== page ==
'The Earth at Night in Color' – Creatures of the night come alive
Most people’s experience with nocturnal animal behavior extends to a screech from the woods or a critter ransacking their trash. But “The Earth at Night in Color” paints the whole brilliant picture of what really happens after the sun sets.
Premiering Friday, Dec. 4, on Apple TV+, the documentary series follows camera crews to six continents to capture previously unseen and, in some cases, unknown animal behaviors using next-generation equipment, low-light photography and painstaking postproduction. So in the six episodes, viewers will be treated to scenes such as a lioness searching for her missing cub on Kenya’s Masai Mara grasslands, tiny primates tarsiers foraging for food while protecting their babies in Indonesia, peregrine falcons on the hunt amid the skyscrapers of Chicago and a young brown bear clashing with wolves in the boreal forests of Europe.
Of course, any wildlife photographer will tell you waiting for the right shot to develop on a snowy hillside or a grassy plain takes an investment of days or weeks and a lot of patience and endurance but “Earth” executive producer Alex Williamson (“Big Beasts: Last of the Giants”) says those challenges are multiplied tenfold when working at night.
“Just finding the animals is difficult enough,” he says, “so just knowing which direction to point the cameras can be tough. Focus, following them. The animals are more skittish. I think the animals are not expecting humans to be out there during the night so they’re much more wary.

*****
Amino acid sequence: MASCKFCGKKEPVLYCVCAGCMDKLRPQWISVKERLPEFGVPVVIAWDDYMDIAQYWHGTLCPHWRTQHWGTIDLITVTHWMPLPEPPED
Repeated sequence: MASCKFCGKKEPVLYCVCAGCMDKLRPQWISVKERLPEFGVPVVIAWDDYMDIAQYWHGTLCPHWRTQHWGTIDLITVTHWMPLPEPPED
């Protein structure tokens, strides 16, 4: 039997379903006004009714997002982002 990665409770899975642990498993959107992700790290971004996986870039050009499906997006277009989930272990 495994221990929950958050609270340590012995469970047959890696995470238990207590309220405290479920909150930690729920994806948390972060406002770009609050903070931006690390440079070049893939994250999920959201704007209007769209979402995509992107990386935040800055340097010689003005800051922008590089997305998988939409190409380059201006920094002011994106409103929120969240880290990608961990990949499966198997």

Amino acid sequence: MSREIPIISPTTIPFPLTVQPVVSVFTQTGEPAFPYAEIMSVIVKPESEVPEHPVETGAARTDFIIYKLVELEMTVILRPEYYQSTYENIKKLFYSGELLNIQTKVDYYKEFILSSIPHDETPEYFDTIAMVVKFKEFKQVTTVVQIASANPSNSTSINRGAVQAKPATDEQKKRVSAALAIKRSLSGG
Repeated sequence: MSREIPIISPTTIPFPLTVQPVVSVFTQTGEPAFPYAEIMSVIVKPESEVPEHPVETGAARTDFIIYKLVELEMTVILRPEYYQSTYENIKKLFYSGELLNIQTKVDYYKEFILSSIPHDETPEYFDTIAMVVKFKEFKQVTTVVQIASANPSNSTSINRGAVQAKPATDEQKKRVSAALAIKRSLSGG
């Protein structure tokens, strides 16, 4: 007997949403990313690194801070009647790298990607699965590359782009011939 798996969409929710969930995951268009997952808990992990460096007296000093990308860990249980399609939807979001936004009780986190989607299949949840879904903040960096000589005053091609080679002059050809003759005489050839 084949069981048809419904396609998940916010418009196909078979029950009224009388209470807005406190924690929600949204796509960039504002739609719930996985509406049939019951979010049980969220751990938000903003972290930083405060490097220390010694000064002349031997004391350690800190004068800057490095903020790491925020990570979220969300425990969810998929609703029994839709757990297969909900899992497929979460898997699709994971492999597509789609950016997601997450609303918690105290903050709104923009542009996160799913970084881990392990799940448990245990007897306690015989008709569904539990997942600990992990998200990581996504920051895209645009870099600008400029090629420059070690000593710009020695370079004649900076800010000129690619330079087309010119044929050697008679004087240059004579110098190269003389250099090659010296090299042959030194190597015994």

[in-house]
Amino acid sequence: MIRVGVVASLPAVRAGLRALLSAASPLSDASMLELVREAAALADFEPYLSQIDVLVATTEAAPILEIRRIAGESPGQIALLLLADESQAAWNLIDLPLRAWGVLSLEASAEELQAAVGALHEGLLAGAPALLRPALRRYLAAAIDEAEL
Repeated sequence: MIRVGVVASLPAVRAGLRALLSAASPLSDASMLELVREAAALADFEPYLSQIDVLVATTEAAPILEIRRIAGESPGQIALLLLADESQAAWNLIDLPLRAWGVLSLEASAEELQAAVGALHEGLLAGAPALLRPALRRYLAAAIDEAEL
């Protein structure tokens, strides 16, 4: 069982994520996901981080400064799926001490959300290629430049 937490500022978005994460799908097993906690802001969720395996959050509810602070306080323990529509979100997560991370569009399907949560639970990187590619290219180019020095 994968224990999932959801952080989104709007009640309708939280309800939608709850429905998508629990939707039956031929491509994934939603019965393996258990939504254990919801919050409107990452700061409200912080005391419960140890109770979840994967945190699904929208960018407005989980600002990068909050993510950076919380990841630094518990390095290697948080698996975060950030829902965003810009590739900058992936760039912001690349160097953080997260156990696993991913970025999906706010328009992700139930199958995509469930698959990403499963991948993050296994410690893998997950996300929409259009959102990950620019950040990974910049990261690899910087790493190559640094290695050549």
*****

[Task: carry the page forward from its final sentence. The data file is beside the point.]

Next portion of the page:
“We have one scene that followed pumas in Patagonia over many months,” he continues, “and (the film crew) walked on foot. So when we’re filming lions, obviously you film from the safety of a Land Rover. They followed the big cats on foot over the mountains and through the night for night after night, and getting close to those big predatory cats is not for the faint-hearted.”
Another challenge, Williamson says, was the dearth of light. Low-light photography can do only so much so shoots were planned in the week around full moons. But sometimes nature wouldn’t cooperate.
“If the clouds come in, it kills the exposure for the night and you can’t film anything,” he says. “And typically when the clouds come in, the animals come out and do the most incredible things and you can’t film it because it’s too dark.”
But when the shots worked, the results were eye-opening. Williamson recalls one scene in Kenya involving sibling cheetahs that fell right into his lap.
“We had gotten some reports of these two brothers who were hunting at night, (they) had never been filmed before successfully,” he says. “And we went out there and in fact we were following a pride of lions and the cheetahs started hunting right next to our car. So we started following these brothers and we captured the first ever successful cheetah hunt by moonlight.
“And it turns out that they’re really, really vulnerable, skittish cats and they get bossed around and bullied around by hyenas and lions after dark. So there’s a total kind of new side to cheetahs that we had never really realized existed.”